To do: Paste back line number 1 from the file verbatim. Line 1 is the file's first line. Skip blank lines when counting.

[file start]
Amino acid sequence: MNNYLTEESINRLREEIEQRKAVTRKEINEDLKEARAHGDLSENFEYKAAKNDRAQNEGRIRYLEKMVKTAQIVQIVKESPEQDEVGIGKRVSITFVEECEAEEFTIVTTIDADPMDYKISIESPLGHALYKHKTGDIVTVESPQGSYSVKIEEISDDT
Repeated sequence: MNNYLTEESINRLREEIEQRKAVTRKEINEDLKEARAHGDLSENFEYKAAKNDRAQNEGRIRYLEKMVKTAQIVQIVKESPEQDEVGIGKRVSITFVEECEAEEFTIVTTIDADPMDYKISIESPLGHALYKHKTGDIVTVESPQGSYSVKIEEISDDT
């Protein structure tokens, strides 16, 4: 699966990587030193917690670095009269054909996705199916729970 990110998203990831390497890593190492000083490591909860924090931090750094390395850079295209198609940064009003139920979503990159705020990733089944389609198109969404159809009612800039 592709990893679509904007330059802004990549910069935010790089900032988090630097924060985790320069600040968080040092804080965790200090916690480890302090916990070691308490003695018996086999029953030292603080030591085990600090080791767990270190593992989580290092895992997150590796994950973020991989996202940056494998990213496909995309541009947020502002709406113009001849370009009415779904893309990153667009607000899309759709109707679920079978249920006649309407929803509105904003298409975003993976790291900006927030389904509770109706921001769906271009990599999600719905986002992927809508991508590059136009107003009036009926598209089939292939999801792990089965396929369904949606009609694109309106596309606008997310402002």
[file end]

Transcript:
Amino acid sequence: MNNYLTEESINRLREEIEQRKAVTRKEINEDLKEARAHGDLSENFEYKAAKNDRAQNEGRIRYLEKMVKTAQIVQIVKESPEQDEVGIGKRVSITFVEECEAEEFTIVTTIDADPMDYKISIESPLGHALYKHKTGDIVTVESPQGSYSVKIEEISDDT